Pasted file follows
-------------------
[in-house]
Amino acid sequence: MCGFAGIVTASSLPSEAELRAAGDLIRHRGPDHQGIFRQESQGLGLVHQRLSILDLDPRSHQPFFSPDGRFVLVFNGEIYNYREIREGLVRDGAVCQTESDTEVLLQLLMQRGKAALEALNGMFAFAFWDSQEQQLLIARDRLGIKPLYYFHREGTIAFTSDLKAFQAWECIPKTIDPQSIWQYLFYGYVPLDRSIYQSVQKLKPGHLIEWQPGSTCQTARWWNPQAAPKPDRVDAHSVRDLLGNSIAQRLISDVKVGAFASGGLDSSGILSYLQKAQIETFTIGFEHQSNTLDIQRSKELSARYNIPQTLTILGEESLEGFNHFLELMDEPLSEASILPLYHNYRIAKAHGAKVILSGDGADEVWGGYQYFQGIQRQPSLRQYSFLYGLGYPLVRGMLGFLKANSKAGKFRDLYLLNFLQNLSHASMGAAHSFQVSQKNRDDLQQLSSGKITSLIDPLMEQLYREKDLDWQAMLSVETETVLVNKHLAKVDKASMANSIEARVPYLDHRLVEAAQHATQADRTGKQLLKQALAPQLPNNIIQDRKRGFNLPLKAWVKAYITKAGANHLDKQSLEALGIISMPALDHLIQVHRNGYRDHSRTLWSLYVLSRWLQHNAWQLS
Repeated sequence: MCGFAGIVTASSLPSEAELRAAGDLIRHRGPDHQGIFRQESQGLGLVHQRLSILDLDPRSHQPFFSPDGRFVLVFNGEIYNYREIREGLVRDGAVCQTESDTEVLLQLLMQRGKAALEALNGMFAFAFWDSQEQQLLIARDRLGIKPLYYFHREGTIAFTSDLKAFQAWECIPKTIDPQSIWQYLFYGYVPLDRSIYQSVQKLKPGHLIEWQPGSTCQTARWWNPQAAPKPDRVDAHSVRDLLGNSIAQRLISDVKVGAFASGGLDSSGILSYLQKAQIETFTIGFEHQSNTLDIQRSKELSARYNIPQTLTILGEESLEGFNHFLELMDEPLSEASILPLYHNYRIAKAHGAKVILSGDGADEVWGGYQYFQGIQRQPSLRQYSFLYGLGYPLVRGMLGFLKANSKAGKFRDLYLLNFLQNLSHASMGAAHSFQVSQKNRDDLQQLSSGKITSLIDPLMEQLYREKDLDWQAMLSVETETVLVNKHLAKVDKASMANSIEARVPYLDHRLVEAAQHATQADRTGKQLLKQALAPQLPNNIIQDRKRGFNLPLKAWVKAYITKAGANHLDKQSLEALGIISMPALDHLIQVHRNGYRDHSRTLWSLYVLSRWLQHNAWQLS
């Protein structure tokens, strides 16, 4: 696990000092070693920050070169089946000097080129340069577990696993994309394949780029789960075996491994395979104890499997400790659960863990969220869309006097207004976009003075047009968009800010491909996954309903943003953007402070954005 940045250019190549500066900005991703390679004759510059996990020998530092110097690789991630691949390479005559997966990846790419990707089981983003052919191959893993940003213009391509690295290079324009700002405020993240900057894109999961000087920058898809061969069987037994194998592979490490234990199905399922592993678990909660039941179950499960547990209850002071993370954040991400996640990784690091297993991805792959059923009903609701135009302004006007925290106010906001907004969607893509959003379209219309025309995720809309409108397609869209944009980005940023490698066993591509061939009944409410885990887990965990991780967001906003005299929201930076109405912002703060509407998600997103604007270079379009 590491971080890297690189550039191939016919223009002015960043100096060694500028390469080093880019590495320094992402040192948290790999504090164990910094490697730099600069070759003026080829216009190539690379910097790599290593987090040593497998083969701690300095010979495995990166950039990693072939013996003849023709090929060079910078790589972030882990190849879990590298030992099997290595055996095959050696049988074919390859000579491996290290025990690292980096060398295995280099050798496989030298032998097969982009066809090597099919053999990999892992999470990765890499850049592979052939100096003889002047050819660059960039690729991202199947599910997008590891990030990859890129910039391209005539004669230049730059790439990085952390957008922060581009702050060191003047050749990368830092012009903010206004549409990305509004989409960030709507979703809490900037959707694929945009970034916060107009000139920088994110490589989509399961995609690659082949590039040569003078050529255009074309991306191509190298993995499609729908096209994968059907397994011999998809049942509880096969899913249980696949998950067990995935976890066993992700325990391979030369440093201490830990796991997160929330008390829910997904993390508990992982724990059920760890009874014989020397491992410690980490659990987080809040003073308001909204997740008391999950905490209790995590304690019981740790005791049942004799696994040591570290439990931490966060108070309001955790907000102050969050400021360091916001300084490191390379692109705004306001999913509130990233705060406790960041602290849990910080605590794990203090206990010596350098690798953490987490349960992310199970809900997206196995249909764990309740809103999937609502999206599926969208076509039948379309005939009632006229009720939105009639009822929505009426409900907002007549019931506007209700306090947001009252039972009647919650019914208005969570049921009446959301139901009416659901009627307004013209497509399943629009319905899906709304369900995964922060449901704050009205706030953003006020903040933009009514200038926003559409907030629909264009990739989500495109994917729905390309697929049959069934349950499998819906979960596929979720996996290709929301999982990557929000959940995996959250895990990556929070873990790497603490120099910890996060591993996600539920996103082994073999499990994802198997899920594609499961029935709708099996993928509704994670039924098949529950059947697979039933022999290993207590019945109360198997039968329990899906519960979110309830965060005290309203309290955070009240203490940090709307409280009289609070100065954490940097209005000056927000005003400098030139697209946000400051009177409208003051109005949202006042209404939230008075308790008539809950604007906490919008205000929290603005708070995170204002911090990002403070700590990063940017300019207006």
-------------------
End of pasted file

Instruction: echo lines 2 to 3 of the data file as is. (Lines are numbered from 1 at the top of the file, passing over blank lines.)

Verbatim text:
Amino acid sequence: MCGFAGIVTASSLPSEAELRAAGDLIRHRGPDHQGIFRQESQGLGLVHQRLSILDLDPRSHQPFFSPDGRFVLVFNGEIYNYREIREGLVRDGAVCQTESDTEVLLQLLMQRGKAALEALNGMFAFAFWDSQEQQLLIARDRLGIKPLYYFHREGTIAFTSDLKAFQAWECIPKTIDPQSIWQYLFYGYVPLDRSIYQSVQKLKPGHLIEWQPGSTCQTARWWNPQAAPKPDRVDAHSVRDLLGNSIAQRLISDVKVGAFASGGLDSSGILSYLQKAQIETFTIGFEHQSNTLDIQRSKELSARYNIPQTLTILGEESLEGFNHFLELMDEPLSEASILPLYHNYRIAKAHGAKVILSGDGADEVWGGYQYFQGIQRQPSLRQYSFLYGLGYPLVRGMLGFLKANSKAGKFRDLYLLNFLQNLSHASMGAAHSFQVSQKNRDDLQQLSSGKITSLIDPLMEQLYREKDLDWQAMLSVETETVLVNKHLAKVDKASMANSIEARVPYLDHRLVEAAQHATQADRTGKQLLKQALAPQLPNNIIQDRKRGFNLPLKAWVKAYITKAGANHLDKQSLEALGIISMPALDHLIQVHRNGYRDHSRTLWSLYVLSRWLQHNAWQLS
Repeated sequence: MCGFAGIVTASSLPSEAELRAAGDLIRHRGPDHQGIFRQESQGLGLVHQRLSILDLDPRSHQPFFSPDGRFVLVFNGEIYNYREIREGLVRDGAVCQTESDTEVLLQLLMQRGKAALEALNGMFAFAFWDSQEQQLLIARDRLGIKPLYYFHREGTIAFTSDLKAFQAWECIPKTIDPQSIWQYLFYGYVPLDRSIYQSVQKLKPGHLIEWQPGSTCQTARWWNPQAAPKPDRVDAHSVRDLLGNSIAQRLISDVKVGAFASGGLDSSGILSYLQKAQIETFTIGFEHQSNTLDIQRSKELSARYNIPQTLTILGEESLEGFNHFLELMDEPLSEASILPLYHNYRIAKAHGAKVILSGDGADEVWGGYQYFQGIQRQPSLRQYSFLYGLGYPLVRGMLGFLKANSKAGKFRDLYLLNFLQNLSHASMGAAHSFQVSQKNRDDLQQLSSGKITSLIDPLMEQLYREKDLDWQAMLSVETETVLVNKHLAKVDKASMANSIEARVPYLDHRLVEAAQHATQADRTGKQLLKQALAPQLPNNIIQDRKRGFNLPLKAWVKAYITKAGANHLDKQSLEALGIISMPALDHLIQVHRNGYRDHSRTLWSLYVLSRWLQHNAWQLS